Vandana Singh is an associate professor in the School of Information Sciences and serves as the school’s director of undergraduate studies.
Since joining the faculty in 2008, Singh has worked with undergraduate students pursuing a minor in information sciences. She has worked for the past three years to seek approval and develop the curriculum for an undergraduate major in information sciences.
Her research focuses on the use of information technology for learning in workplaces as well in distance education, computer-supported cooperative work, human-computer interaction, and information systems. Currently she is busy with a research project focusing on gender and information technology.
The daughter of a statistics professor, Singh grew up knowing the respect that professors received, but it was not until she was at college that she began to see herself going into academia.
Singh earned her doctorate from University of Illinois at Urbana-Champaign. She holds two master’s degrees—one in computer science from the University of Chicago and the other in knowledge management systems from Wageningen University in the Netherlands. Her undergraduate degree is from Pantnagar University, in the foothills of the Himalayas in India, where she was born.
One of her favorite aspects of her job is the interaction with new students.
“There is something invigorating about seeing new students who are eager to learn.”
Singh and her husband—both of whom recently became US citizens—are the parents of two young boys, ages three and five. As a family, they enjoy hiking and taking their sons to play in the riverbeds in the Great Smoky Mountains. Singh said Gatlinburg reminds her of the mountains in India.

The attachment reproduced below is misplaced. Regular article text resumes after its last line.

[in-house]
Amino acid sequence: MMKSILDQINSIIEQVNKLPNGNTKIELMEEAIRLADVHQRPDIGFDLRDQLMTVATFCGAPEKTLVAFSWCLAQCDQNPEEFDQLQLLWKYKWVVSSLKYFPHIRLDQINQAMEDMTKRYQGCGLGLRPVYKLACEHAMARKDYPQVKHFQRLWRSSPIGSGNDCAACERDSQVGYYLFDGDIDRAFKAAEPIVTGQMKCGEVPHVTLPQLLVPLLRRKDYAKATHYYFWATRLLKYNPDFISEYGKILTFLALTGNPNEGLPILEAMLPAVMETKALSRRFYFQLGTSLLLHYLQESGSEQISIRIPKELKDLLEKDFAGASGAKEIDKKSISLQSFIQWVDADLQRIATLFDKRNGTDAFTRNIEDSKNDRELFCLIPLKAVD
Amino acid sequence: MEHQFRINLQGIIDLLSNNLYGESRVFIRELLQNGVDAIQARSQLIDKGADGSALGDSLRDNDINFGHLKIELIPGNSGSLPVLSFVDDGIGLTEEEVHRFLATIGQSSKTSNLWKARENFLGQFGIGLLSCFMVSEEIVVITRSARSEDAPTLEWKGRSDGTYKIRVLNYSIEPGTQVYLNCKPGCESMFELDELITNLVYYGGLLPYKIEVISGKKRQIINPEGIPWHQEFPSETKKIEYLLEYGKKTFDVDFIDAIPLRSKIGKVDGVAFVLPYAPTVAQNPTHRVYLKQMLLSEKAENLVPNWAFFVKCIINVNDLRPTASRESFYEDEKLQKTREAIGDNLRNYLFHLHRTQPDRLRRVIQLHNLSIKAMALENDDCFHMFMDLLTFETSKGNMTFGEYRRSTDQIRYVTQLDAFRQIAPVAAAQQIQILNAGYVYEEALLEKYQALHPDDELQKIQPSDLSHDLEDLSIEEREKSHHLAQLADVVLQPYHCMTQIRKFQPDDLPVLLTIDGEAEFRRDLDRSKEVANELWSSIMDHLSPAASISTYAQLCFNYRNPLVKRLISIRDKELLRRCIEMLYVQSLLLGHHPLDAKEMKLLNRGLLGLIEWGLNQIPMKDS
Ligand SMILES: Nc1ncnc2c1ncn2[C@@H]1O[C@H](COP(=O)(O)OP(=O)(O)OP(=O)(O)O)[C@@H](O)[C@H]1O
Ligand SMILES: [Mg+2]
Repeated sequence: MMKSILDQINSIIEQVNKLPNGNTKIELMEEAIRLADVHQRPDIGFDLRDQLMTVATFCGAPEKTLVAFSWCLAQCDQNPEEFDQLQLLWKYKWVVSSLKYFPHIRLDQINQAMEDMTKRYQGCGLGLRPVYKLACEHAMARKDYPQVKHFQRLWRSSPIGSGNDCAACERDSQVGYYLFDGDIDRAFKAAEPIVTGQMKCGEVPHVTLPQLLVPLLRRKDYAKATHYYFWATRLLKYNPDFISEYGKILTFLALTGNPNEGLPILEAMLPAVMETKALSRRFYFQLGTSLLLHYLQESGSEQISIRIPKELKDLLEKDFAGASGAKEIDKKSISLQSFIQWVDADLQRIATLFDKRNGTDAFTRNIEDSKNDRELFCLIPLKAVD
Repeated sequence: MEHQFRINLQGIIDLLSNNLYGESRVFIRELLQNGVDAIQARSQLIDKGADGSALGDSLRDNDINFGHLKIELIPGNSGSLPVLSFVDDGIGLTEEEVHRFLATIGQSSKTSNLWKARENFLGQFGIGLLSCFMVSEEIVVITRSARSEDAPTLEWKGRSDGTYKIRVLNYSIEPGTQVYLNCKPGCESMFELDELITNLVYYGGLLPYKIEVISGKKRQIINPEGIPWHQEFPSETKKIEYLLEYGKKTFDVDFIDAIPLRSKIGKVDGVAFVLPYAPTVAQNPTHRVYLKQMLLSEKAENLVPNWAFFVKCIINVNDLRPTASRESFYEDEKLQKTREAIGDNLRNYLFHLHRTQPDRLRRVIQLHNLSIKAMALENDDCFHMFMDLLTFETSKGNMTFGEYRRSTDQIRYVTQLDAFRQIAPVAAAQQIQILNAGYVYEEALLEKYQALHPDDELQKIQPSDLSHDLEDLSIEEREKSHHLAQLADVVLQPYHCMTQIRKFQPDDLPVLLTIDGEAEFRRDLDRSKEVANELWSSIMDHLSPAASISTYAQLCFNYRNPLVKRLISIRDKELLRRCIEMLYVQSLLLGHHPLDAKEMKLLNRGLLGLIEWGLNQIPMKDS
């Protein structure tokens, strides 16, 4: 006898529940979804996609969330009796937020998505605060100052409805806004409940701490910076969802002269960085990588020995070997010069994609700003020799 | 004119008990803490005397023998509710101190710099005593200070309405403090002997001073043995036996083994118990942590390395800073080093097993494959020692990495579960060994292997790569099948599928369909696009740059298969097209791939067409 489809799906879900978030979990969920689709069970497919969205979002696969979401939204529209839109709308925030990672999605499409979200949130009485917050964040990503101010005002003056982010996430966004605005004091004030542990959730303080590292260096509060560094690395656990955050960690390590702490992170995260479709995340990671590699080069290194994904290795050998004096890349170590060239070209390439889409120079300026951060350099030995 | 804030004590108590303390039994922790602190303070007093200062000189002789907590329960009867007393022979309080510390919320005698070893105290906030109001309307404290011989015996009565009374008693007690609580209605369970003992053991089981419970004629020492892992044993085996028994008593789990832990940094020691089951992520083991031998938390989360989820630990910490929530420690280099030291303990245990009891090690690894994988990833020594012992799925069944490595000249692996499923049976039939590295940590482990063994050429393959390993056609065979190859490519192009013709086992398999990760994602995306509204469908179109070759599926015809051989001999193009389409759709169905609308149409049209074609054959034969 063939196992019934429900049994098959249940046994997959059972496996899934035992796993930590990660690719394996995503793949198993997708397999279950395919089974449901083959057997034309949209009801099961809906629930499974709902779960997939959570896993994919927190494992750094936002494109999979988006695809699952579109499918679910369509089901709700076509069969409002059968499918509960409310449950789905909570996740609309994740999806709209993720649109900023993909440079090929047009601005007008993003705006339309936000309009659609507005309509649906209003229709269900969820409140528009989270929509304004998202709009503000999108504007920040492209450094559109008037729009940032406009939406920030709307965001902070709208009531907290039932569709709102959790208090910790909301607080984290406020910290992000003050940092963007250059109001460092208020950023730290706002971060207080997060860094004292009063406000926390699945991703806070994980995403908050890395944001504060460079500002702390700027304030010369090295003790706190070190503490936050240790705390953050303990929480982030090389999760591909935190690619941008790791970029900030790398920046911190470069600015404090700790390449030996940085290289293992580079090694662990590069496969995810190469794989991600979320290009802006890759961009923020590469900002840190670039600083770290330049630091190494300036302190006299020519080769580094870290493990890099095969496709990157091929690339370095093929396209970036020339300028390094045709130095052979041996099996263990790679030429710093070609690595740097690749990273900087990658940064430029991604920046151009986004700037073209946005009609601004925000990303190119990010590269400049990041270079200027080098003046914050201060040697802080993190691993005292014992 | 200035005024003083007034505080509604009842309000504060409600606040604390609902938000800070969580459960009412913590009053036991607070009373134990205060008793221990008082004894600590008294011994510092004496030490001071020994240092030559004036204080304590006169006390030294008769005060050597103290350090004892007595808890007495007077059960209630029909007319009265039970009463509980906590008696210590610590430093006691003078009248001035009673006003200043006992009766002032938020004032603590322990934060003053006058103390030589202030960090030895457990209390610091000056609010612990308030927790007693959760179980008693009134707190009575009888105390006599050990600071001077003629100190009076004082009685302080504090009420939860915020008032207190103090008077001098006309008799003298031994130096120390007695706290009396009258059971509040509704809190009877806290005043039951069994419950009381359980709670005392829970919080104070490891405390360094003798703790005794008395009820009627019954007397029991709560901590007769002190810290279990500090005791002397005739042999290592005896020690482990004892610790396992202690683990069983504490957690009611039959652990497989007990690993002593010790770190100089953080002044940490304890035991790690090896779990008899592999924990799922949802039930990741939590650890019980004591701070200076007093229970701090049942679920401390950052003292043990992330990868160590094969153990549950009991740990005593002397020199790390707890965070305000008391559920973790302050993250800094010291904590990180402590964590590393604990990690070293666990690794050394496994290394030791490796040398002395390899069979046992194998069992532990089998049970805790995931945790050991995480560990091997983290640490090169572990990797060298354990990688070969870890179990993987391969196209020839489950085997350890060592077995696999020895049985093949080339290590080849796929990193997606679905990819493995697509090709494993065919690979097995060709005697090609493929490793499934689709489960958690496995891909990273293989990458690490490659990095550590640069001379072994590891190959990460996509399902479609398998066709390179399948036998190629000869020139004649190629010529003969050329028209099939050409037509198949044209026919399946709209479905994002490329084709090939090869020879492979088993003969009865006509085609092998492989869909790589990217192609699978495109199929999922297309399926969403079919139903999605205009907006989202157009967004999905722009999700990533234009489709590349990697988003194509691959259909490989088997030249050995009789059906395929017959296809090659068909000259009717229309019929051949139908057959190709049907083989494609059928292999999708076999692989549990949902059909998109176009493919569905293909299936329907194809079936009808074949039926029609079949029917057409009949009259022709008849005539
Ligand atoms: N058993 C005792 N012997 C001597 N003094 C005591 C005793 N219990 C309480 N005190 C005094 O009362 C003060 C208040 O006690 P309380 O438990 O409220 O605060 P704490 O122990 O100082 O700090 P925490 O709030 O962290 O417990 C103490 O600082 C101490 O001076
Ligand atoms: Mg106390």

She loves to garden but finds that it’s a hobby for less stressful times.
“Right now, I know that my plants will all die because I am busy with school and research. You have to be diligent with a garden.”
She has, however, been trying to grow a lotus flower after hearing of a co-worker’s successful attempt. The flower has significant religious roots in India, where it is the national flower.
If she didn’t do this . . .
Singh said she would love to open her own flower shop.
“I would want it to be somewhere that would attract a large international crowd,” she said, adding that she enjoyed the diversity of students she met while working on her master’s degree in the Netherlands. At Wageningen University, she was one of more than 120 students from 85 countries.
Favorite spot on campus
One floor down and a few steps away from the Communications Building is Singh’s favorite spot: Circle Park.
The beautiful view clears her head, and the green space provides a great place for her young sons to play when they visit campus.